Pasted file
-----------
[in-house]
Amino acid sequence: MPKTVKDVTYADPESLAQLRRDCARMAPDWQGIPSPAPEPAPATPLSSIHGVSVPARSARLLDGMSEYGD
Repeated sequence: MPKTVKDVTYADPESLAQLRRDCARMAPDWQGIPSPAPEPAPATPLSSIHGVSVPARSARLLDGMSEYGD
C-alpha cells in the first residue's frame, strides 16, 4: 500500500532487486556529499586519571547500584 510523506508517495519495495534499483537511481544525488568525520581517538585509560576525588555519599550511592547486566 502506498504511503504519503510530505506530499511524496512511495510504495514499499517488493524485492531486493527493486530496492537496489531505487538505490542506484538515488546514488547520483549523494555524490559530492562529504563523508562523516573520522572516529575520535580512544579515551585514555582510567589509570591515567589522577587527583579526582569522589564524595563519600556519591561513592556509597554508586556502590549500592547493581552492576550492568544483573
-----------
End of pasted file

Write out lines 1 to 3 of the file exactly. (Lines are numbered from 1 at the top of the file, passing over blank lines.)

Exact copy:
[in-house]
Amino acid sequence: MPKTVKDVTYADPESLAQLRRDCARMAPDWQGIPSPAPEPAPATPLSSIHGVSVPARSARLLDGMSEYGD
Repeated sequence: MPKTVKDVTYADPESLAQLRRDCARMAPDWQGIPSPAPEPAPATPLSSIHGVSVPARSARLLDGMSEYGD